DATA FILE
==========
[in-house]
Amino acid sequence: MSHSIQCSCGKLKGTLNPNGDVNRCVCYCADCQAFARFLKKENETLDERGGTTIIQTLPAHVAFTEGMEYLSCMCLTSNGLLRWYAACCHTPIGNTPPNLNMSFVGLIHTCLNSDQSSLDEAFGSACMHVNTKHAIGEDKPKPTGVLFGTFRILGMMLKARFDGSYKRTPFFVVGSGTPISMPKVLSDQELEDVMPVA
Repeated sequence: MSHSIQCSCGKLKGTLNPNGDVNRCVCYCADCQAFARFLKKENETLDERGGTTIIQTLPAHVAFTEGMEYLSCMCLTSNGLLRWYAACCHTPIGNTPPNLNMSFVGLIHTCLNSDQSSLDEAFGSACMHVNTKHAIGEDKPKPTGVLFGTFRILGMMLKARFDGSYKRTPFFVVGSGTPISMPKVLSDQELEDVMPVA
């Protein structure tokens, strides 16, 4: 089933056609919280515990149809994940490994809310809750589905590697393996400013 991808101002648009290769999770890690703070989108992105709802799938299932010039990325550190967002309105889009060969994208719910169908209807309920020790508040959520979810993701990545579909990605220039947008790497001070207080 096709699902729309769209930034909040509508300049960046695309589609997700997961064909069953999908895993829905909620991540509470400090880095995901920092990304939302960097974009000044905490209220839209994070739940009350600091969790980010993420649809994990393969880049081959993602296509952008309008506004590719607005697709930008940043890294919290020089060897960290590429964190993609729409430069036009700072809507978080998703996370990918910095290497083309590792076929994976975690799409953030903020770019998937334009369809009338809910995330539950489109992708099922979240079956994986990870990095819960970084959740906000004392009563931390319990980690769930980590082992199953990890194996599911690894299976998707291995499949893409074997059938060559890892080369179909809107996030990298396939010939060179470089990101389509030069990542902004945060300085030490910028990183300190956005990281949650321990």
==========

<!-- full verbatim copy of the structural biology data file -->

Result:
[in-house]
Amino acid sequence: MSHSIQCSCGKLKGTLNPNGDVNRCVCYCADCQAFARFLKKENETLDERGGTTIIQTLPAHVAFTEGMEYLSCMCLTSNGLLRWYAACCHTPIGNTPPNLNMSFVGLIHTCLNSDQSSLDEAFGSACMHVNTKHAIGEDKPKPTGVLFGTFRILGMMLKARFDGSYKRTPFFVVGSGTPISMPKVLSDQELEDVMPVA
Repeated sequence: MSHSIQCSCGKLKGTLNPNGDVNRCVCYCADCQAFARFLKKENETLDERGGTTIIQTLPAHVAFTEGMEYLSCMCLTSNGLLRWYAACCHTPIGNTPPNLNMSFVGLIHTCLNSDQSSLDEAFGSACMHVNTKHAIGEDKPKPTGVLFGTFRILGMMLKARFDGSYKRTPFFVVGSGTPISMPKVLSDQELEDVMPVA
């Protein structure tokens, strides 16, 4: 089933056609919280515990149809994940490994809310809750589905590697393996400013 991808101002648009290769999770890690703070989108992105709802799938299932010039990325550190967002309105889009060969994208719910169908209807309920020790508040959520979810993701990545579909990605220039947008790497001070207080 096709699902729309769209930034909040509508300049960046695309589609997700997961064909069953999908895993829905909620991540509470400090880095995901920092990304939302960097974009000044905490209220839209994070739940009350600091969790980010993420649809994990393969880049081959993602296509952008309008506004590719607005697709930008940043890294919290020089060897960290590429964190993609729409430069036009700072809507978080998703996370990918910095290497083309590792076929994976975690799409953030903020770019998937334009369809009338809910995330539950489109992708099922979240079956994986990870990095819960970084959740906000004392009563931390319990980690769930980590082992199953990890194996599911690894299976998707291995499949893409074997059938060559890892080369179909809107996030990298396939010939060179470089990101389509030069990542902004945060300085030490910028990183300190956005990281949650321990």